On the one hand, the existence of about $15 trillion worth of negative yielding government bonds makes some sense in a COVID, risk-averse world. It’s widely thought that — with the exception of Argentina every 20 years or so — most governments don’t have to (or won’t) default on their debt. They can always raise taxes to pay interest or get their central banks to support the bond market. It’s as close as you get to ‘risk-free’, allegedly, hence the ‘risk-free rate’.

But in a low interest rate world, where even official inflation (which tends to understate what’s really going on with prices) is running hotter than interest rates, the real yield on government debt is negative. It means rather than expecting even a modest return on your capital, you accept that if you hold a government bond to maturity, you won’t even get all your capital back!

Why would anyone do that?

Government debt markets are generally highly liquid

For the appearance of safety and for liquidity, that’s why. Government debt markets are generally highly liquid. You can buy and sell easily. Which means during times of crisis and uncertainty — like now — you can park your money ‘safely’ in negative yielding government bonds while you decide whether to buy Apple or gold.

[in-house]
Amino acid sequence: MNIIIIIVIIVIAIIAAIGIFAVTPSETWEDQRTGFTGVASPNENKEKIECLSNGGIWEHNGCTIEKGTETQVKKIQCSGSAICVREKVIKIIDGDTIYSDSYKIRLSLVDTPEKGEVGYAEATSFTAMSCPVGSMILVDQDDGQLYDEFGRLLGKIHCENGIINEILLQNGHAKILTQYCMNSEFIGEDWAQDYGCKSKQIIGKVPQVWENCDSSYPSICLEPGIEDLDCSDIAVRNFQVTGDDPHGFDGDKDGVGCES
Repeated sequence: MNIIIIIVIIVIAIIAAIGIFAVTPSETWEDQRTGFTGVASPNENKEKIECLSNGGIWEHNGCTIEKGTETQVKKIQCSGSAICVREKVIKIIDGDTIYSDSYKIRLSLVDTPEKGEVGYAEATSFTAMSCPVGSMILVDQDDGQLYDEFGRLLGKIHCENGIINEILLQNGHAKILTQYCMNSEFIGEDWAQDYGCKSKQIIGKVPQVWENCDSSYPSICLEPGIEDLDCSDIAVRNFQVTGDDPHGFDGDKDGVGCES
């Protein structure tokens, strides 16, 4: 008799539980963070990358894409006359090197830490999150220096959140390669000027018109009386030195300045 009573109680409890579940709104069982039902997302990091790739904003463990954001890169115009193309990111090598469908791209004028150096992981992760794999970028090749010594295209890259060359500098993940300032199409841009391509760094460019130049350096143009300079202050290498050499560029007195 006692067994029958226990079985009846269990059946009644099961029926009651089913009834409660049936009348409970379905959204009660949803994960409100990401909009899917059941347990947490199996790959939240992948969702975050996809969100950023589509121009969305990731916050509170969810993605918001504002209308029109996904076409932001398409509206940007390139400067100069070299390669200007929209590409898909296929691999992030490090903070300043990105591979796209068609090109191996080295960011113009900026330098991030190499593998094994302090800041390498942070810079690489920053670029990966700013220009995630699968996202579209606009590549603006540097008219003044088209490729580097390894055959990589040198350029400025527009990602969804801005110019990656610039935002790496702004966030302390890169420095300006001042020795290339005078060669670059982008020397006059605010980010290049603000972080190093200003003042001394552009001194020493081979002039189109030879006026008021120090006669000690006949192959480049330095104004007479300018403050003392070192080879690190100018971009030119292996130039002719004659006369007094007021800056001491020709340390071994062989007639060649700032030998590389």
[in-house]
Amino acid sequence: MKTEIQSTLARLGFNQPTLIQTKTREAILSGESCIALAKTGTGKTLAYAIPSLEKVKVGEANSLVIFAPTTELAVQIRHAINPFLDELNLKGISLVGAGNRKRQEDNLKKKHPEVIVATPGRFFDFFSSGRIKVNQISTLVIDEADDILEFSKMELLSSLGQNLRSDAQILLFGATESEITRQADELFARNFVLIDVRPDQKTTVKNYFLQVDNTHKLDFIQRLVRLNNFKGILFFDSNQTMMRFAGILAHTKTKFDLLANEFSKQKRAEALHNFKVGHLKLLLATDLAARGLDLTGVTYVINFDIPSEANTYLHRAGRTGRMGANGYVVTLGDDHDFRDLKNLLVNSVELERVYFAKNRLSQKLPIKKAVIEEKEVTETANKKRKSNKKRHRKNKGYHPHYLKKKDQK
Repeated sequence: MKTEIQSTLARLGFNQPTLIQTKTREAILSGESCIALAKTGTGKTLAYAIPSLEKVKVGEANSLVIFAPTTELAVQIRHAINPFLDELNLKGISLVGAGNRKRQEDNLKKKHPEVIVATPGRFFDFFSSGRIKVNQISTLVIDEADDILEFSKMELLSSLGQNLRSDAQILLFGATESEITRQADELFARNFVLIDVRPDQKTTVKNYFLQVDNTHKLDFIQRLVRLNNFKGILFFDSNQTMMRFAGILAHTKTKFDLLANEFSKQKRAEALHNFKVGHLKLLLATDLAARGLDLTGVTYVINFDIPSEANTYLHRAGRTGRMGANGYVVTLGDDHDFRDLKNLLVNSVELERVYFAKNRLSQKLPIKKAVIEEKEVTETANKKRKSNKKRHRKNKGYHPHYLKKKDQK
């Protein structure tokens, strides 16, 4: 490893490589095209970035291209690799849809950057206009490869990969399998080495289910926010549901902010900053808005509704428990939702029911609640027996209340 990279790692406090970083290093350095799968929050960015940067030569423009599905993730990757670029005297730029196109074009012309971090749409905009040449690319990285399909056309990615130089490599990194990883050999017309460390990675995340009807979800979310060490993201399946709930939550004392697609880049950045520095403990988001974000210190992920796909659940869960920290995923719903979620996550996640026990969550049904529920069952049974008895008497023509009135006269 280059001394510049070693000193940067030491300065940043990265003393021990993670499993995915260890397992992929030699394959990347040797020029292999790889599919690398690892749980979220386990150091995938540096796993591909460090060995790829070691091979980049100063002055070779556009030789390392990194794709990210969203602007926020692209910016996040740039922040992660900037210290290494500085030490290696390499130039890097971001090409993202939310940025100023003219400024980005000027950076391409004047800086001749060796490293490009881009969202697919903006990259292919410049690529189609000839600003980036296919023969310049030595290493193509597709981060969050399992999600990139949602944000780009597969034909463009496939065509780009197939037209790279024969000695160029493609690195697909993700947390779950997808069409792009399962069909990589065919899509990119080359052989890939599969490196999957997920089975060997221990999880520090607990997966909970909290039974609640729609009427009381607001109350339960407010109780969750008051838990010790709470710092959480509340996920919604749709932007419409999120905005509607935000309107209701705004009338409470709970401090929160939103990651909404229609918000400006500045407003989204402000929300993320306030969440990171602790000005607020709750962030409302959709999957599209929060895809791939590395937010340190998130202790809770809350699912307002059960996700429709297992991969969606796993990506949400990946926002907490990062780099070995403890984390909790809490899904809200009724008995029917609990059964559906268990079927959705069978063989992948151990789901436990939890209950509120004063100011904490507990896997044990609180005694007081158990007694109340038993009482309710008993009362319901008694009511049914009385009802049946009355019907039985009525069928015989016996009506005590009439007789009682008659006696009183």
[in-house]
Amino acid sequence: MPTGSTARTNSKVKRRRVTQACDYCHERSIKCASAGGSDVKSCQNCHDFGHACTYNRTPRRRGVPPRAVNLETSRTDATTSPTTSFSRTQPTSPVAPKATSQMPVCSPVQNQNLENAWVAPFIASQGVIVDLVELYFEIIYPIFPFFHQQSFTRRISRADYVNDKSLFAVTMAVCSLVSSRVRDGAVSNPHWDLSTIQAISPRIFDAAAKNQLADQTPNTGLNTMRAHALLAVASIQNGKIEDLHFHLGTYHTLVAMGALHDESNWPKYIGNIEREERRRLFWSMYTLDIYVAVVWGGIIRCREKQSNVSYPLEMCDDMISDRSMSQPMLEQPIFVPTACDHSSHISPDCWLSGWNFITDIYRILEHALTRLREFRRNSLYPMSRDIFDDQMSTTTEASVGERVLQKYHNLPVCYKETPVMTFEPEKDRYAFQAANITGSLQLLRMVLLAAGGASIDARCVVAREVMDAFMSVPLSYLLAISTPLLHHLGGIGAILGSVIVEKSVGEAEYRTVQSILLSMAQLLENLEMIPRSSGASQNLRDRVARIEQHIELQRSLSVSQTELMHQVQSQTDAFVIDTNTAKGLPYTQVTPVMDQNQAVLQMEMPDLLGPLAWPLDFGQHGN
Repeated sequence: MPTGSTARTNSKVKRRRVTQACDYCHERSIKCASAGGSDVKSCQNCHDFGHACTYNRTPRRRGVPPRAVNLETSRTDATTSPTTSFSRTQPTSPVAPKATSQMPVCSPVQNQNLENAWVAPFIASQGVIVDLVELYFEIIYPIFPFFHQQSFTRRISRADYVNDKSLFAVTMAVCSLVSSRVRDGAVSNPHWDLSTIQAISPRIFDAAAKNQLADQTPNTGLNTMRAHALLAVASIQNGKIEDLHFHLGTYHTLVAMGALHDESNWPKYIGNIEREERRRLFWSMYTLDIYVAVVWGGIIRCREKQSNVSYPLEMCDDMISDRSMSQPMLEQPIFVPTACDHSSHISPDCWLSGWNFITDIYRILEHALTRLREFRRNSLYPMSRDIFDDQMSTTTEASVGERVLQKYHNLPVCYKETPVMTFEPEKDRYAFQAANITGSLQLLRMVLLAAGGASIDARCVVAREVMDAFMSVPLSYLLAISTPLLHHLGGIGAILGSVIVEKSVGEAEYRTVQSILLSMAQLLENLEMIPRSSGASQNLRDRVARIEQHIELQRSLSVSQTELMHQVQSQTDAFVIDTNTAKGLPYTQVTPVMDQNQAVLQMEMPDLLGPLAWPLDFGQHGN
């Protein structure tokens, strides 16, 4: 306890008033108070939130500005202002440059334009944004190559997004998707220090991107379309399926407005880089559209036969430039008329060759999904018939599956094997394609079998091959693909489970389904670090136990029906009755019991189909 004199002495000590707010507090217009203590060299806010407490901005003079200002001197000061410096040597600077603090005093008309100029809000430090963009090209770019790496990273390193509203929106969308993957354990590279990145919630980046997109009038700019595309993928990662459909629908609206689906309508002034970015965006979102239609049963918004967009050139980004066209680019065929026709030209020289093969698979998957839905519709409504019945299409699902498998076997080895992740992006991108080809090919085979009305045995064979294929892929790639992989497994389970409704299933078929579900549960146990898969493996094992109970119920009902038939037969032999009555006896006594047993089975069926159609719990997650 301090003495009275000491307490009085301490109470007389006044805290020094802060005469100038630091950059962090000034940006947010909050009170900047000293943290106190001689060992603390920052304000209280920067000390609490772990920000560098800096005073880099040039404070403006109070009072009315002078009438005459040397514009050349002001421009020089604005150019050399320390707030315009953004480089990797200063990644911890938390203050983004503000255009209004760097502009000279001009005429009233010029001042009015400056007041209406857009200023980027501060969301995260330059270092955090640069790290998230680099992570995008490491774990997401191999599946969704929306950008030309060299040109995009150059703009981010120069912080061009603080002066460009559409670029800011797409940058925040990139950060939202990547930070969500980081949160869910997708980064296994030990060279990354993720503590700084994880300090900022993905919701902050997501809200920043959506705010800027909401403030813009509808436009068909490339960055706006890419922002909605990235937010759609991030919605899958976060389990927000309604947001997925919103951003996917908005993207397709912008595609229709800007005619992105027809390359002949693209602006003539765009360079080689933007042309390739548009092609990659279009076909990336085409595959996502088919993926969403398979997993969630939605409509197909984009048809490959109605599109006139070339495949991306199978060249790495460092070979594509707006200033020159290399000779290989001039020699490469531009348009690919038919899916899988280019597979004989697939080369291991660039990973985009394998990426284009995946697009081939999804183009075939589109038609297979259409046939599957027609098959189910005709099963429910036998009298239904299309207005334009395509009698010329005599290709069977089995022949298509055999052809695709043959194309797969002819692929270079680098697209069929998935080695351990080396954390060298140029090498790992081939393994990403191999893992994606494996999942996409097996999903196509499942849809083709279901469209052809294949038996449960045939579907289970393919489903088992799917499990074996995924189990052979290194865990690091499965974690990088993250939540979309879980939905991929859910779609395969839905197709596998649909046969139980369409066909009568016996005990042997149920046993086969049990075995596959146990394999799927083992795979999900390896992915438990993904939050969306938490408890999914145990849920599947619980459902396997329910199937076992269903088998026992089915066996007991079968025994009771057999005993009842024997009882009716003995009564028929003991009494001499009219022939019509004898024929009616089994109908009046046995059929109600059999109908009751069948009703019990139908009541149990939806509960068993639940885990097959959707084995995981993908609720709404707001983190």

There IS a problem though. If you’re an institution that invests in government bonds to offset predictable liabilities — pensions, expenses for an institution with a large endowment, that sort of thing — then a negative real yield means you have to generate your returns somewhere else, or else you begin drawing down your capital.

Instead of making enough in government bonds to offset your liabilities, you have to take a risk on some other asset. Which brings me back to Apple. It’s set to become the first stock with a $2 trillion market capitalisation. It will probably happen sometime this month if the trend continues.

Apple’s market capitalisation grew by about $206 million PER MINUTE on Thursday, according to Charlie Biello of Compound Capital Advisors.